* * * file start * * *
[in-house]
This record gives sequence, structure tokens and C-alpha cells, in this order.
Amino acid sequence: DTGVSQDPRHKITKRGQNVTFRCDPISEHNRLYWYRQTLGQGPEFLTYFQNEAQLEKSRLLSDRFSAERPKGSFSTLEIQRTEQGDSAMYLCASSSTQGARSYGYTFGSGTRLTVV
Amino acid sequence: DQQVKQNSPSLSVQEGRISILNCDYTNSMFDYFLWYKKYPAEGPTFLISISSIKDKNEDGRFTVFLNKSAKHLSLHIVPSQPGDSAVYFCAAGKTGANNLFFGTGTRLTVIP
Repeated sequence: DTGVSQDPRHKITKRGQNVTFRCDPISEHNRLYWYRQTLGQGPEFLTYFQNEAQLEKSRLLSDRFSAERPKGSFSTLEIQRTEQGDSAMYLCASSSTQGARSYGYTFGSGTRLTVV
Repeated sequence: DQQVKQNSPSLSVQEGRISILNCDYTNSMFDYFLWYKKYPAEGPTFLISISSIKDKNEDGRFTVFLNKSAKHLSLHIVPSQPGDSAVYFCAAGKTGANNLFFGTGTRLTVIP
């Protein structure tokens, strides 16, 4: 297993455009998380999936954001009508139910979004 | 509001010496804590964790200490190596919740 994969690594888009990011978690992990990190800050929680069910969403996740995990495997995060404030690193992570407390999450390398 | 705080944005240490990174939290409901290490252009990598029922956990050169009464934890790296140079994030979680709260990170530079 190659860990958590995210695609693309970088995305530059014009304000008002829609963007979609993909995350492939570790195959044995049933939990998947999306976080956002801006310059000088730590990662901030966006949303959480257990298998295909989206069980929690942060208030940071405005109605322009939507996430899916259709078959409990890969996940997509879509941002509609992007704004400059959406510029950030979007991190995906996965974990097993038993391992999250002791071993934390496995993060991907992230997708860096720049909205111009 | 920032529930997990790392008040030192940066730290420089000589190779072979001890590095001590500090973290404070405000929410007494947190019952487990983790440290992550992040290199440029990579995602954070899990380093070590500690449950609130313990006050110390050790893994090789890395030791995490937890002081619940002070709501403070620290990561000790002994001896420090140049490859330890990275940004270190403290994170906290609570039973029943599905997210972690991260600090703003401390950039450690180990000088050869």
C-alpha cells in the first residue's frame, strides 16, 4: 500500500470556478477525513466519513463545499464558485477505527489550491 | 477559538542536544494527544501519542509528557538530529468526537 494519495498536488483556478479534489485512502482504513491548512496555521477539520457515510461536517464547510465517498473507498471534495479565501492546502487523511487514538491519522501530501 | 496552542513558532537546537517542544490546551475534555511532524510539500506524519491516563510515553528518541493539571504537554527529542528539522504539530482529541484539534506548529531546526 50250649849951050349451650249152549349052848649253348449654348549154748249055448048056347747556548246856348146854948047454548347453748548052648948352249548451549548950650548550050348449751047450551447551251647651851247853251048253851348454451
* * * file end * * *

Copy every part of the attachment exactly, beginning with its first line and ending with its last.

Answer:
[in-house]
This record gives sequence, structure tokens and C-alpha cells, in this order.
Amino acid sequence: DTGVSQDPRHKITKRGQNVTFRCDPISEHNRLYWYRQTLGQGPEFLTYFQNEAQLEKSRLLSDRFSAERPKGSFSTLEIQRTEQGDSAMYLCASSSTQGARSYGYTFGSGTRLTVV
Amino acid sequence: DQQVKQNSPSLSVQEGRISILNCDYTNSMFDYFLWYKKYPAEGPTFLISISSIKDKNEDGRFTVFLNKSAKHLSLHIVPSQPGDSAVYFCAAGKTGANNLFFGTGTRLTVIP
Repeated sequence: DTGVSQDPRHKITKRGQNVTFRCDPISEHNRLYWYRQTLGQGPEFLTYFQNEAQLEKSRLLSDRFSAERPKGSFSTLEIQRTEQGDSAMYLCASSSTQGARSYGYTFGSGTRLTVV
Repeated sequence: DQQVKQNSPSLSVQEGRISILNCDYTNSMFDYFLWYKKYPAEGPTFLISISSIKDKNEDGRFTVFLNKSAKHLSLHIVPSQPGDSAVYFCAAGKTGANNLFFGTGTRLTVIP
């Protein structure tokens, strides 16, 4: 297993455009998380999936954001009508139910979004 | 509001010496804590964790200490190596919740 994969690594888009990011978690992990990190800050929680069910969403996740995990495997995060404030690193992570407390999450390398 | 705080944005240490990174939290409901290490252009990598029922956990050169009464934890790296140079994030979680709260990170530079 190659860990958590995210695609693309970088995305530059014009304000008002829609963007979609993909995350492939570790195959044995049933939990998947999306976080956002801006310059000088730590990662901030966006949303959480257990298998295909989206069980929690942060208030940071405005109605322009939507996430899916259709078959409990890969996940997509879509941002509609992007704004400059959406510029950030979007991190995906996965974990097993038993391992999250002791071993934390496995993060991907992230997708860096720049909205111009 | 920032529930997990790392008040030192940066730290420089000589190779072979001890590095001590500090973290404070405000929410007494947190019952487990983790440290992550992040290199440029990579995602954070899990380093070590500690449950609130313990006050110390050790893994090789890395030791995490937890002081619940002070709501403070620290990561000790002994001896420090140049490859330890990275940004270190403290994170906290609570039973029943599905997210972690991260600090703003401390950039450690180990000088050869």
C-alpha cells in the first residue's frame, strides 16, 4: 500500500470556478477525513466519513463545499464558485477505527489550491 | 477559538542536544494527544501519542509528557538530529468526537 494519495498536488483556478479534489485512502482504513491548512496555521477539520457515510461536517464547510465517498473507498471534495479565501492546502487523511487514538491519522501530501 | 496552542513558532537546537517542544490546551475534555511532524510539500506524519491516563510515553528518541493539571504537554527529542528539522504539530482529541484539534506548529531546526 50250649849951050349451650249152549349052848649253348449654348549154748249055448048056347747556548246856348146854948047454548347453748548052648948352249548451549548950650548550050348449751047450551447551251647651851247853251048253851348454451